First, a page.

By Kevin McQuillan
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Extra resources for Culture, Religion, and Demographic Behaviour: Catholics and Lutherans in Alsace
The challenge for demographers, then, is to understand how culture shapes the demographic responses of individuals to the demands and limitations placed on them by the environment in which they live out their lives. The second issue of general importance concerns the relationship between churches and other institutions in society. As was the case with values, religious and non-religious institutions may reinforce one another or be at odds. This issue is critical to this study because the relationship between church and state in Alsace, and indeed throughout much of Europe, changed dramatically during this period.
The nobility had also benefitted from the policies of the Crown and had no history of involvement in efforts to weaken the monarchy (Marx 1970). Nevertheless, as the Revolution progressed, Alsace, even more than most other regions, was transformed. The revolutionary drive to centralize and harmonize administrative procedures across the country had far-reaching effects on a province that had retained a special status. Following the historic division between Upper and Lower Alsace, the region was divided 19 Alsace: Economic and Social Structures into two departements, the Bas-Rhin with Strasbourg as its administrative centre, and the Haut-Rhin with Colmar as its chef-lieu.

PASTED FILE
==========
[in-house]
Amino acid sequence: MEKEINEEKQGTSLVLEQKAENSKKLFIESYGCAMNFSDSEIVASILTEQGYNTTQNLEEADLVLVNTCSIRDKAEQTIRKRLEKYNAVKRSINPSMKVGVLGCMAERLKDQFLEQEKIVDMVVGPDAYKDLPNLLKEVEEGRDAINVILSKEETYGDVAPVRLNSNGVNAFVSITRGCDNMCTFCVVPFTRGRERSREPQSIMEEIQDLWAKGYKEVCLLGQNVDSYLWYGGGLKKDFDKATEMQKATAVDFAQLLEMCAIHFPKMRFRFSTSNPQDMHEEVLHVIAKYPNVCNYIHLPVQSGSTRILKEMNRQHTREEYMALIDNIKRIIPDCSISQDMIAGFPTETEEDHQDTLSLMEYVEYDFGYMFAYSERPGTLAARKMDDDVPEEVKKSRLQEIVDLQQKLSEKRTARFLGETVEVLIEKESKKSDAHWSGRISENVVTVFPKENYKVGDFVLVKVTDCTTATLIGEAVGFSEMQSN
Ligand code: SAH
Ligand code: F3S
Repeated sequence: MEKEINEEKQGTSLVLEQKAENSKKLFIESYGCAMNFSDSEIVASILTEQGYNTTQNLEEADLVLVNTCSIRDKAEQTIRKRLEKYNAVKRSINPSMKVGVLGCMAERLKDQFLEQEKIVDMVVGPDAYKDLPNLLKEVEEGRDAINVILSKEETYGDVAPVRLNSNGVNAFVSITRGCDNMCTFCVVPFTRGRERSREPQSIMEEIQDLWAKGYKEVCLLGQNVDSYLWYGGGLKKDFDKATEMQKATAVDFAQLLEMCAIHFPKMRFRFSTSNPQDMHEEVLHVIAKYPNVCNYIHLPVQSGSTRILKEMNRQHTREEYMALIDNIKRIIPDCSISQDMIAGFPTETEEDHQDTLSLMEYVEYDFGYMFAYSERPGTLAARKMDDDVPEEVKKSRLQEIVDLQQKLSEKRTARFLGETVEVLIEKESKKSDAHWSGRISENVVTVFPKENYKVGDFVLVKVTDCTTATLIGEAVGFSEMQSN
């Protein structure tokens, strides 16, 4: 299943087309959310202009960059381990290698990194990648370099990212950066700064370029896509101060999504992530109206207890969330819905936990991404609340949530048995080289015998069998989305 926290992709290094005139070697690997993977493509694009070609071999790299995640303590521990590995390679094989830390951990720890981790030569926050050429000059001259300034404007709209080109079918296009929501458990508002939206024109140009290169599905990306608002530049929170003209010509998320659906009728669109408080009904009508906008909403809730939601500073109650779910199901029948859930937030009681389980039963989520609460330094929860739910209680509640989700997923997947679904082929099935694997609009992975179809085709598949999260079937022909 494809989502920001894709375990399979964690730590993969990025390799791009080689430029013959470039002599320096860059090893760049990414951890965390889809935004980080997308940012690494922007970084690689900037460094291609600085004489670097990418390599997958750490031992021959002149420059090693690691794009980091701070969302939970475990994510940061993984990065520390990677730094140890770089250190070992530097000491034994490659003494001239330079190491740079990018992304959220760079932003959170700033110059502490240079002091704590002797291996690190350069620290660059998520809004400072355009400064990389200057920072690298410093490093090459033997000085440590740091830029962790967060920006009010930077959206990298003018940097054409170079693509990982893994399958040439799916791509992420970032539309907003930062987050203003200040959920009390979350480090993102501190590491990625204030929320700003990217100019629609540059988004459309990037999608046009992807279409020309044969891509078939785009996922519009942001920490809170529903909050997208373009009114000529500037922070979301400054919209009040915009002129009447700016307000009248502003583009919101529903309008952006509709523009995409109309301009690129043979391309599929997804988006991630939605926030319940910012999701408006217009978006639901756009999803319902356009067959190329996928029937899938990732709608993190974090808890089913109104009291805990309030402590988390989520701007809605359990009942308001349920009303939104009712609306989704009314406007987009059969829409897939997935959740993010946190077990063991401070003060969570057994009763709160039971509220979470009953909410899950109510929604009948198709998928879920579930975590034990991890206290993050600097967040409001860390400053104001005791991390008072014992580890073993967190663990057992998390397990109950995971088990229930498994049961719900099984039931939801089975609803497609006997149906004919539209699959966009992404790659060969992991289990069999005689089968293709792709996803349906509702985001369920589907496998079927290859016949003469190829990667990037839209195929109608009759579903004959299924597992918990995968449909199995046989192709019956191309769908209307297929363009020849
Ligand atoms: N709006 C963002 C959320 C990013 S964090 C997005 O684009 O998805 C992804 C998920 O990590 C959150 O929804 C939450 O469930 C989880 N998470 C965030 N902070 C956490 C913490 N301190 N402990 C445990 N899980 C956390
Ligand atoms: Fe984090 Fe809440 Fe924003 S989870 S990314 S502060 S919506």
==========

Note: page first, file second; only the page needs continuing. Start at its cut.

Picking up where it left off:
The size and structure of rural communities made supervision relatively easy, and local officials did not hesitate to use their power to discipline violators. But participation was not limited to a traditional Sunday service. Churches created a host of traditions and institutions - holidays, processions, organizations of the laity (Chatellier 1989) - that insured exposure to religious influences. Through such practices as the blessing of crops and prayers for good weather, the churches encouraged their followers to view the material world through a religious filter (Hufton 1979).